BBC Radio 4, 11-18 December 2011
This was quite the funniest classic serial I have heard for some time.
Constructed as a mock-epic, Gary Brown's production recounted the birth and education of Gargantua (Robert Wilfort), narrated
by Rabelais himself (David Troughton). From the start there was an obvious contrast between Rabelais' matter-of-fact way
of speaking and the grotesque events he described: even before he was born, Gargantua loved exploring the recesses of his
mother Gargamelle's (Melissa Jane Sinden's) body; her liver and lungs as well as her uterus. In keeping with his name,
Gargantua had a voracious appetite for Gargamelle's internal fluids, as well as those she imbibed (such as wine). When
Gargantua finally emerged into the everyday world, he had a phenomenal capacity for excretion; he could flood entire
communities with his urine.
The serial's mock-epic structure allowed Murray to make some telling points
about the limitations of formal education: Gargantua's first tutor Holofornes (Jonathan Keeble) was worse than useless - to
such an extent that Gargantua eventually crushed him to death by sitting on him. Rabelais apologized for this violent act
in an aside delivered direct to listeners, but explained that as Holofornes was peripheral to the story, it was time to dispose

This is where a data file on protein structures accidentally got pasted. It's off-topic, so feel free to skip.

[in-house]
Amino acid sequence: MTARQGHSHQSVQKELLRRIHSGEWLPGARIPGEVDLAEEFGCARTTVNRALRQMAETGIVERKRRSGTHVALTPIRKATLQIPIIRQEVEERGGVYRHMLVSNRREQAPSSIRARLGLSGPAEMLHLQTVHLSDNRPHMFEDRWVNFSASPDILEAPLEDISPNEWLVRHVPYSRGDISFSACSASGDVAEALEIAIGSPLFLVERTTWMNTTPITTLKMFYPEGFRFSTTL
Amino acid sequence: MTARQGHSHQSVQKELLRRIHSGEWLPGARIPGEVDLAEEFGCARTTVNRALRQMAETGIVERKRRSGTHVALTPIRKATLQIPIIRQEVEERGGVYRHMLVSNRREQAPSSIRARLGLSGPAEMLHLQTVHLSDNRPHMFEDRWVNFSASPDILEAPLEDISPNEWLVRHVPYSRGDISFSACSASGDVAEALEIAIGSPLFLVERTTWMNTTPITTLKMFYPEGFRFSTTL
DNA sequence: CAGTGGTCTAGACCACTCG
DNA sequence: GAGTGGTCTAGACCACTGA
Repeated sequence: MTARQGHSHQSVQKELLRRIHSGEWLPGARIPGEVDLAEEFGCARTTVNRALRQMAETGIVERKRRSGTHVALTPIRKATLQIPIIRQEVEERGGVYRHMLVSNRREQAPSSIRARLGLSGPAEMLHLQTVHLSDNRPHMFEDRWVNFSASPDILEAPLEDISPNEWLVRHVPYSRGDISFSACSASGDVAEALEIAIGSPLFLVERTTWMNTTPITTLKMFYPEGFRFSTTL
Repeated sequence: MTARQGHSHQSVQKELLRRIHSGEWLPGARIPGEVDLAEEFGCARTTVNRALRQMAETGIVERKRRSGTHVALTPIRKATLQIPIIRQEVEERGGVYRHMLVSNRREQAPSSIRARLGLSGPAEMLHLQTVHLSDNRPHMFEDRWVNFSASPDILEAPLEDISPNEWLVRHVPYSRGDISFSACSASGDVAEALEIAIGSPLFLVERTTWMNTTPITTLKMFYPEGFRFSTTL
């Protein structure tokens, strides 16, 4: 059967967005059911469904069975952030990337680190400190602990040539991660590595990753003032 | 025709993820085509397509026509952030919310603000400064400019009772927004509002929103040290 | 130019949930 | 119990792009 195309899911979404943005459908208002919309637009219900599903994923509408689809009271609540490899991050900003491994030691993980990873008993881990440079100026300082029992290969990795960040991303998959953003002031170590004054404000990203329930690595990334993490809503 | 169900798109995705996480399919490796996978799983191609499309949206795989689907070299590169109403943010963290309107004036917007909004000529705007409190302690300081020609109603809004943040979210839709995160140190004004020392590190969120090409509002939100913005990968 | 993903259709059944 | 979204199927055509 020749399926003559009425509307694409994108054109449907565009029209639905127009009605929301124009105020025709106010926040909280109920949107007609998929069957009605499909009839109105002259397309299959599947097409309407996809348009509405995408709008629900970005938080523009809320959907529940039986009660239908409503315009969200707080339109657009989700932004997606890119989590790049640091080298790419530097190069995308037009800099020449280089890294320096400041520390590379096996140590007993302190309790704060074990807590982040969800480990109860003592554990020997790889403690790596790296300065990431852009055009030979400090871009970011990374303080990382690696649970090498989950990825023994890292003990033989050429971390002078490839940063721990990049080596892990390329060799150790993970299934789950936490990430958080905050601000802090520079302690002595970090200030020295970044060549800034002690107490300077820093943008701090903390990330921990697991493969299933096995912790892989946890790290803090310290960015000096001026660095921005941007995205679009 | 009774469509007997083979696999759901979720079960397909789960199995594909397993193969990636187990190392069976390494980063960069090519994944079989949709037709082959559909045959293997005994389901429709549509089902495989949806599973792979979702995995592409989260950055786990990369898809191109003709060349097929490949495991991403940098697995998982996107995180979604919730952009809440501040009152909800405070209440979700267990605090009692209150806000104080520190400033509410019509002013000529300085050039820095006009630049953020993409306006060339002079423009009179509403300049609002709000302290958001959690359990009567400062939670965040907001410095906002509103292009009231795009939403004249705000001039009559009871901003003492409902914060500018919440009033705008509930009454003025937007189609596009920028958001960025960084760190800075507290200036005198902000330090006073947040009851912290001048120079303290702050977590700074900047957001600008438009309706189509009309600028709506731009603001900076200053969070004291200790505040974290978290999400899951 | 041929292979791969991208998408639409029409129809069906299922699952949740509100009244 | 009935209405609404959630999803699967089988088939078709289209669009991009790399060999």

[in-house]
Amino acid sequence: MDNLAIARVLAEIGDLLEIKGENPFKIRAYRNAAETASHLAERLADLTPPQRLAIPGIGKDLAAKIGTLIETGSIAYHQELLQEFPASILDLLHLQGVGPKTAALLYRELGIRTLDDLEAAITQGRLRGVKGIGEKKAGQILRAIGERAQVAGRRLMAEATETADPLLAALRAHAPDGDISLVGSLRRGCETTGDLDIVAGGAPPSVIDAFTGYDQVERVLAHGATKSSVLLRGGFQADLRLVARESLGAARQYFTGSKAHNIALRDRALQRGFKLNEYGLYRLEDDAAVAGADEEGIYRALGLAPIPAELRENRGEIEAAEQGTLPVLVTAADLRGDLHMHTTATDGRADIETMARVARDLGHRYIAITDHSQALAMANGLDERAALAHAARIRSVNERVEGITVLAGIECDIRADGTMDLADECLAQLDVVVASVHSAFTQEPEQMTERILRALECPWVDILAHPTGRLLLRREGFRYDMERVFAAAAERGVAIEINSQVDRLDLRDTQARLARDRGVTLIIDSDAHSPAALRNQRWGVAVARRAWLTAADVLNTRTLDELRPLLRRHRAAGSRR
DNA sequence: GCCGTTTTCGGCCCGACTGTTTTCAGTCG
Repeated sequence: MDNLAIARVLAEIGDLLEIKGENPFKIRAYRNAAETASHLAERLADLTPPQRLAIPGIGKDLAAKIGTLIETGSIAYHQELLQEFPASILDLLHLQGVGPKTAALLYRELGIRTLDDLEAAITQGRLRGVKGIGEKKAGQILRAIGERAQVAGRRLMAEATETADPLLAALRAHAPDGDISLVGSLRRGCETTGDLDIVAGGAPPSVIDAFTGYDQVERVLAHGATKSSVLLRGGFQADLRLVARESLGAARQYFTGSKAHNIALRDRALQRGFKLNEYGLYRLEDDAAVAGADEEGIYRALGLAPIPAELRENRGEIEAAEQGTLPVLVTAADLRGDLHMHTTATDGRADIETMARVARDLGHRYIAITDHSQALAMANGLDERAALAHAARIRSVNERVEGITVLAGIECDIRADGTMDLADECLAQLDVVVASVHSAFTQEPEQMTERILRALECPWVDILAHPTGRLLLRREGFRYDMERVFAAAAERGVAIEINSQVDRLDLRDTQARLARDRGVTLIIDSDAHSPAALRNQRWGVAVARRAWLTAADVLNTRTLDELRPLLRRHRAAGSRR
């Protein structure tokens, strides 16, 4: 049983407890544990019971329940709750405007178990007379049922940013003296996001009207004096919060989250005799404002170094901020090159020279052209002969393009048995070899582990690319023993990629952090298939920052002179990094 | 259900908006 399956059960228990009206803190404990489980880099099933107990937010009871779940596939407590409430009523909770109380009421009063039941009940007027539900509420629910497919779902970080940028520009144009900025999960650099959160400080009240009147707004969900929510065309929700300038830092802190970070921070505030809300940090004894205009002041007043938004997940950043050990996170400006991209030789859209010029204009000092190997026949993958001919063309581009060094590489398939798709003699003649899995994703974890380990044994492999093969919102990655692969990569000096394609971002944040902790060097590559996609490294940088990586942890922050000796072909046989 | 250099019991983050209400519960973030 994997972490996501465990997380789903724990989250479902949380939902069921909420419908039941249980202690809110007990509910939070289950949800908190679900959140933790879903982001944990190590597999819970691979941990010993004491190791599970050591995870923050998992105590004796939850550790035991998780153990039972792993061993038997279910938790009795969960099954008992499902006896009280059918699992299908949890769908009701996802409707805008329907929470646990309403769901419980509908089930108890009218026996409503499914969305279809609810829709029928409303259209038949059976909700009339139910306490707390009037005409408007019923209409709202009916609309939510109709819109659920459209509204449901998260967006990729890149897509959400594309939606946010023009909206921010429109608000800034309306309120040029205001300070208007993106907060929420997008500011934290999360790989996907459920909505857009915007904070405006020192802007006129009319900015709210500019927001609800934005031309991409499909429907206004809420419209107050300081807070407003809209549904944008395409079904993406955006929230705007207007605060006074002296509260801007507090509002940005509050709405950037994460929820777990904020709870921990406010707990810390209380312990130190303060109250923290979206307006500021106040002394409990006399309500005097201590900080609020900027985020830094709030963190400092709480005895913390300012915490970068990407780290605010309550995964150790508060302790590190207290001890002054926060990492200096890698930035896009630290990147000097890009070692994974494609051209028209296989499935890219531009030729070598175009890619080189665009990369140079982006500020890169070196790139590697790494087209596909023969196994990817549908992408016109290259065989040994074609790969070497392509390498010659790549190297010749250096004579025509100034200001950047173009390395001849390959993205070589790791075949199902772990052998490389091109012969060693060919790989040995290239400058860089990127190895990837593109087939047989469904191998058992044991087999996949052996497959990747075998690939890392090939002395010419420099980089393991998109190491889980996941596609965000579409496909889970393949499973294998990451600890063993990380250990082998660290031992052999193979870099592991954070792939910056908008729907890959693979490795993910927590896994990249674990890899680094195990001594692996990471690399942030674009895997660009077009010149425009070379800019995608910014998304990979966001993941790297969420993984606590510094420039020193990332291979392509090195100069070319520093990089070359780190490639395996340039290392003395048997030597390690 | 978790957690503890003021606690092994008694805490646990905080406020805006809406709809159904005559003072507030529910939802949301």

of him anyway. Gargantua's second tutor Panochrates (Malcolm Raeburn) had better academic credentials, but he proved equally
unable to educate his giant pupil. Rather than relying on the - inadequate - advice of his superiors, perhaps Gargantua needed
to learn about life himself, rather than remaining a perpetual innocent.
The adaptation not only illustrated different types of bodily function,
but aurally recreated some truly bizarre moments - such as Gargantua sitting on the top of Notre Dame cathedral
in Paris - using music, background noise (from the actors) plus direct address to the listeners. Such techniques made
us realize that the Rabelaisian world is one where anything can - and frequently does - happen; a phantasmagorical universe
that was messy, bawdy and grungy. Murray's adaptation emphasized the fact that 'civilization' - understood, in this
case, as the conventions of so-called 'polite' society - is only a veneer; given the chance, most people would behave in much
the same way as Gargantua.
In the second episode, we will discover what happened to Gargantua's son Panatagruel.
I can't wait to find out.